Author Archives: Tim Jost

11.05.09

Can Health Reform Include Malpractice Reform?

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The House Republican alternative health care reform bill is now available. There is little new in it. It mainly recycles ideas like association health plans and interstate insurance sales that have been pushed for years. The bill is important, however, because it does highlight the issue of malpractice. The bill contains a familiar package of […]

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11.02.09

HR 3962, ERISA, HIPAA, McCarran-Ferguson, and State Law. How Does the Puzzle Fit Together?

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Congress is not writing on a clean slate in enacting health care financing reform legislation. We already have, of course, massive federal health care programs: Medicare, Medicaid, and the Children’s Health Insurance Program (CHIP). Hundreds of pages of the bills Congress is considering are consumed by amendments to the statutes governing these programs. The legislation […]

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11.02.09

Procedural Issues in HR 3962: Rather Disappointing

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In my post of September 27, I observed that the legislation then under consideration in Congress—HR 3200 (the House tri-committee bill), the Senate Health, Education, Labor, and Pensions (HELP) bill, and Baucus chairman’s mark—paid inadequate attention to important procedural issues. In my post of October 27, I noted that the Senate Finance bill had made […]

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10.27.09

Some Progress on Procedural Protections

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In my post of September 27, I raised the issue of the absence of procedural protections in the proposed health reform legislation. The Senate Finance Committee America’s Healthy Future Act shows some progress on these issues. Section 2225(e) of the bill obligates the states to require insurers who offer plans through the exchanges to provide […]

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10.24.09

More Legal Issues Raised by Health Insurance Exchange Legislation

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The following is part of a memorandum on legal and policy issues raised by health insurance exchanges, which will be presented at the O’Neill Center’s Legal Issues in Health Care Reform conference on Monday, October 26. The full paper from which it is taken is available here. In my last post, I discussed the constitutional […]

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10.23.09

Constitutional Limits on Insurance Regulation

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The following is part of a longer paper addressing legal and policy issues raised by health insurance exchanges, which will be presented at the O’Neill Center’s Legal Issues in Health Reform symposium on Monday, October 26. The health reform legislation pending in Congress would dramatically expand federal regulation of health insurance. Indeed, in most states […]

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10.20.09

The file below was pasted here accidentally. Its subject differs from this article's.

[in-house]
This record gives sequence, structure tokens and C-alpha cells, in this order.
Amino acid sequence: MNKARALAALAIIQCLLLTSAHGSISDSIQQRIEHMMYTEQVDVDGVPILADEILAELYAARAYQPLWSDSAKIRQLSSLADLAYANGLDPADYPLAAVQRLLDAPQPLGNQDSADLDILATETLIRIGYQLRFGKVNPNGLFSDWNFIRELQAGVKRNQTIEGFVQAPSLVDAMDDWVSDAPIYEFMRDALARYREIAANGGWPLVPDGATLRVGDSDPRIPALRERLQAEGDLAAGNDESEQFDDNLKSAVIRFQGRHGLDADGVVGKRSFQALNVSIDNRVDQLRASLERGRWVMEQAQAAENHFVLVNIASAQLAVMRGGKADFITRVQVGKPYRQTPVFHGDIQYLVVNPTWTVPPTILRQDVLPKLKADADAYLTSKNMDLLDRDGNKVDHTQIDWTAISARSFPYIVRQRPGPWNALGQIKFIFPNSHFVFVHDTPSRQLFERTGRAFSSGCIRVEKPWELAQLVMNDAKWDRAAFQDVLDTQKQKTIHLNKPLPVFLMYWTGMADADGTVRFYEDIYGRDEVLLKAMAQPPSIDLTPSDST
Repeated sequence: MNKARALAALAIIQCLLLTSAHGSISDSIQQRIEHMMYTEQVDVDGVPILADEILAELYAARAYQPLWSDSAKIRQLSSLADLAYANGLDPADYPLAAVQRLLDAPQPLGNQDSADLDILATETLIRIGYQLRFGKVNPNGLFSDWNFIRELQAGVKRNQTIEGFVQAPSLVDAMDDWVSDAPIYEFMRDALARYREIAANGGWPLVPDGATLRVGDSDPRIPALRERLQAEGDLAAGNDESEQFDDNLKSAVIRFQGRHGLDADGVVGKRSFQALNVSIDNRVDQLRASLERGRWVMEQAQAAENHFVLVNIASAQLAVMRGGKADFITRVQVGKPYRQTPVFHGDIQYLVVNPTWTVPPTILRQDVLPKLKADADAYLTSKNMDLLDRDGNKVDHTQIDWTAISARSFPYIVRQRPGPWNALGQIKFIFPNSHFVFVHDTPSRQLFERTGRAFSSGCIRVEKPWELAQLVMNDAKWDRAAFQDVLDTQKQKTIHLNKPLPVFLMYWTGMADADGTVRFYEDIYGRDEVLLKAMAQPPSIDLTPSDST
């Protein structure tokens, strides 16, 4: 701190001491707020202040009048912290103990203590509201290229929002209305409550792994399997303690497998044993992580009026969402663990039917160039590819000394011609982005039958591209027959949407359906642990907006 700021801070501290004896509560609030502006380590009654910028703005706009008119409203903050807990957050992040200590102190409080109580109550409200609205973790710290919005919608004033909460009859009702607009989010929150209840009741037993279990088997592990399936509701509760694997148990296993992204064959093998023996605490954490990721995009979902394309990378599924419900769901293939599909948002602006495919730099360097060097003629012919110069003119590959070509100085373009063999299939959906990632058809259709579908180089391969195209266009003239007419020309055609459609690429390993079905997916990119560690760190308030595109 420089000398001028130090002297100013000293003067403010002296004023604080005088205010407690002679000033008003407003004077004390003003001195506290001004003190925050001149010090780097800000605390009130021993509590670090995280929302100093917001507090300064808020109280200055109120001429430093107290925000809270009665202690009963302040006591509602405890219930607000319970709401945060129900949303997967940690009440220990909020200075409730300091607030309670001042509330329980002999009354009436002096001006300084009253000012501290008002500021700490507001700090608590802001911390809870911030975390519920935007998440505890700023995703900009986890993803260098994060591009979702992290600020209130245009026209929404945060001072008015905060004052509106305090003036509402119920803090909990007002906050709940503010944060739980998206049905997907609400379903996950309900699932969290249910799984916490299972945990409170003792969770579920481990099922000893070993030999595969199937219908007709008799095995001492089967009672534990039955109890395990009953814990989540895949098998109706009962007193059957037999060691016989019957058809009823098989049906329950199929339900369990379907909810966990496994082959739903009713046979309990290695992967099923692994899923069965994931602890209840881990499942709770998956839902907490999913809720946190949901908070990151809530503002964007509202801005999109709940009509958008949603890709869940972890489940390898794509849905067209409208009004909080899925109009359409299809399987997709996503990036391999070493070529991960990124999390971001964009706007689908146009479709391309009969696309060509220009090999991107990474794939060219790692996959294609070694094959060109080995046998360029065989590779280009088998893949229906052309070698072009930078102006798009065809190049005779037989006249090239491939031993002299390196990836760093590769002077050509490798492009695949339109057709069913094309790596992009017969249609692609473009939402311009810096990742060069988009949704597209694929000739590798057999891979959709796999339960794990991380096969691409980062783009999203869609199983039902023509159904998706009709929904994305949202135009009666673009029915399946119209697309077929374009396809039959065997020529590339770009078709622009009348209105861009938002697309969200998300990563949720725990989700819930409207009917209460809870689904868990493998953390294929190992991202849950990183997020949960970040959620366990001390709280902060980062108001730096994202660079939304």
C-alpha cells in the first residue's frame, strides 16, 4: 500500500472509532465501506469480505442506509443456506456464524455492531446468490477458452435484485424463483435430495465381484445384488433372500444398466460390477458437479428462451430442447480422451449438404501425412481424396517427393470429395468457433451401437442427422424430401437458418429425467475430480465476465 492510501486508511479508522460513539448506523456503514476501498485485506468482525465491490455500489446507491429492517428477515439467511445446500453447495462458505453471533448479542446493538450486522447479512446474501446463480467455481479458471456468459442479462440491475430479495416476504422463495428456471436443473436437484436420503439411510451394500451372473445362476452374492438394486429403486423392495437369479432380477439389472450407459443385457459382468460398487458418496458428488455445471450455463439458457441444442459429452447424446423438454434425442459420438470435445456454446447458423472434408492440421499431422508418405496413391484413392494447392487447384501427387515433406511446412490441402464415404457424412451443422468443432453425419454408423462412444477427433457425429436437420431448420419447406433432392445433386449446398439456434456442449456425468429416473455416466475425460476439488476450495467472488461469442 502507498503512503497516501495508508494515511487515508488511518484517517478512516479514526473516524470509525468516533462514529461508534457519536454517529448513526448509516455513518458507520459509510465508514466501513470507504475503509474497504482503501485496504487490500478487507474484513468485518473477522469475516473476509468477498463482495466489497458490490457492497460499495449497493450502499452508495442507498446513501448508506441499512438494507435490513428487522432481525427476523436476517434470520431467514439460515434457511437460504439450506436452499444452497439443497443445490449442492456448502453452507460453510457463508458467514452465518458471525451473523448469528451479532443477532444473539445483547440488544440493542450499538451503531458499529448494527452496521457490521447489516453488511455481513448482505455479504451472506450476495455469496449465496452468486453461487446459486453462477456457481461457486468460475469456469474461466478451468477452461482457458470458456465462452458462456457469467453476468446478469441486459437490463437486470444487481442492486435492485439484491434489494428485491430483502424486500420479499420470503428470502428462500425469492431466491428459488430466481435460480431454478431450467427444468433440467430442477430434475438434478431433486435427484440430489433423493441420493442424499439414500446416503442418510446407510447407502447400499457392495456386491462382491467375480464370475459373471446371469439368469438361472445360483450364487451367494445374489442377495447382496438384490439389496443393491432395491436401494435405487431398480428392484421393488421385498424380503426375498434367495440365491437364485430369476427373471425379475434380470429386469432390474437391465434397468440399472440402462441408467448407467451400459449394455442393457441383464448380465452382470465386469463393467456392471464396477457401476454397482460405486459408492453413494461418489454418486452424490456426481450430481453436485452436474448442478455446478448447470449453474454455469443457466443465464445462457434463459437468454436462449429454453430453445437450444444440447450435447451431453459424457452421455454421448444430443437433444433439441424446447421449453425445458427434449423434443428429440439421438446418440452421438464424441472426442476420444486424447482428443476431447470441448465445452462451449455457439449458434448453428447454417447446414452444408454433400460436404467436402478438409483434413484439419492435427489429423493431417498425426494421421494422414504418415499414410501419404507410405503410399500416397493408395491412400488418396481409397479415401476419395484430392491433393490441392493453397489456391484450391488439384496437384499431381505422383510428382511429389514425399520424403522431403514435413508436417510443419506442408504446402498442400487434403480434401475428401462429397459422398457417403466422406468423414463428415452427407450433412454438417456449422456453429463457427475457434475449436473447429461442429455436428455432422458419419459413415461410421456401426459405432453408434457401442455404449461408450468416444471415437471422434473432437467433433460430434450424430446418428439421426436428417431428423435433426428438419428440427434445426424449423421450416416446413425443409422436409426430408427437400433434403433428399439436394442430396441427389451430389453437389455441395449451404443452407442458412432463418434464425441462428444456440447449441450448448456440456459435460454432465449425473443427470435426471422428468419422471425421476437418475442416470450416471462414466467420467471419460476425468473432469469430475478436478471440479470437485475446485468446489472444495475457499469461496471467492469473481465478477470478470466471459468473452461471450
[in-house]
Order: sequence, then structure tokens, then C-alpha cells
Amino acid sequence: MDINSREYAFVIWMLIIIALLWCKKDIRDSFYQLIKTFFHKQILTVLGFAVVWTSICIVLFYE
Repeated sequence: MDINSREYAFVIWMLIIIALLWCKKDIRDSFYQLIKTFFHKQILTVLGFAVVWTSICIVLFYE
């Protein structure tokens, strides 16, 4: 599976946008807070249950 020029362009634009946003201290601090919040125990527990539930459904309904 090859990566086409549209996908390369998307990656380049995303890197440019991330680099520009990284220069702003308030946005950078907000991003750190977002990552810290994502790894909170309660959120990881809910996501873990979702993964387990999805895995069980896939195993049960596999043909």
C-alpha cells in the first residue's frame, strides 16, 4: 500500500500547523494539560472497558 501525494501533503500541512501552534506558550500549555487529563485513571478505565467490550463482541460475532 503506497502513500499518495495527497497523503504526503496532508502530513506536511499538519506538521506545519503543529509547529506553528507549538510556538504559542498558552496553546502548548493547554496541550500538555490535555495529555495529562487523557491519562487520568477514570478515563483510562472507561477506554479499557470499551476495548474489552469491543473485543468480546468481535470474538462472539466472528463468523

More on Taxation

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The 1502 page legislative language of the Senate Finance bill became available yesterday on the Senate Finance Committee website. One of the many legal issues raised by this legislation relates to my October 8 post on the constitutionality of taxation. As you may recall, the Constitution requires that “Duties, Imposts and Excises,” generally called indirect […]

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10.14.09

More on Takings

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The individual mandate is not the only provision of the proposed health care reform legislation to raise takings clause issues. All of the bills currently marked up by the jurisdictional House and Senate committees include provision for the establishment of “exchanges” (called “gateways” in the Senate Health, Education, Labor, and Pensions (HELP) Committee bill), which […]

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10.08.09

Is it a Tax? Is it Constitutional?

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By far the most controversial provision of the health care reform legislation pending in Congress from a constitutional perspective has been the individual mandate. The primary controversy has concerned the issue, which we addressed two weeks ago, of whether the commerce clause authorizes Congress to impose an individual mandate. A different constitutional issue, however, was […]

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09.30.09

A Further Thought on State Nullification

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I would put this a bit more strongly than Mark. Talk of state nullification argues powerfully for the federal government directly enforcing insurance reforms and administering the exchanges and premium subsidies, the approach taken by the House bill HR 3200, rather than depending on the states in implement the reforms, the approach taken by the […]

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The views reflected in this blog are those of the individual authors and do not necessarily represent those of the O’Neill Institute for National and Global Health Law or Georgetown University. This blog is solely informational in nature, and not intended as a substitute for competent legal advice from a licensed and retained attorney in your state or country.

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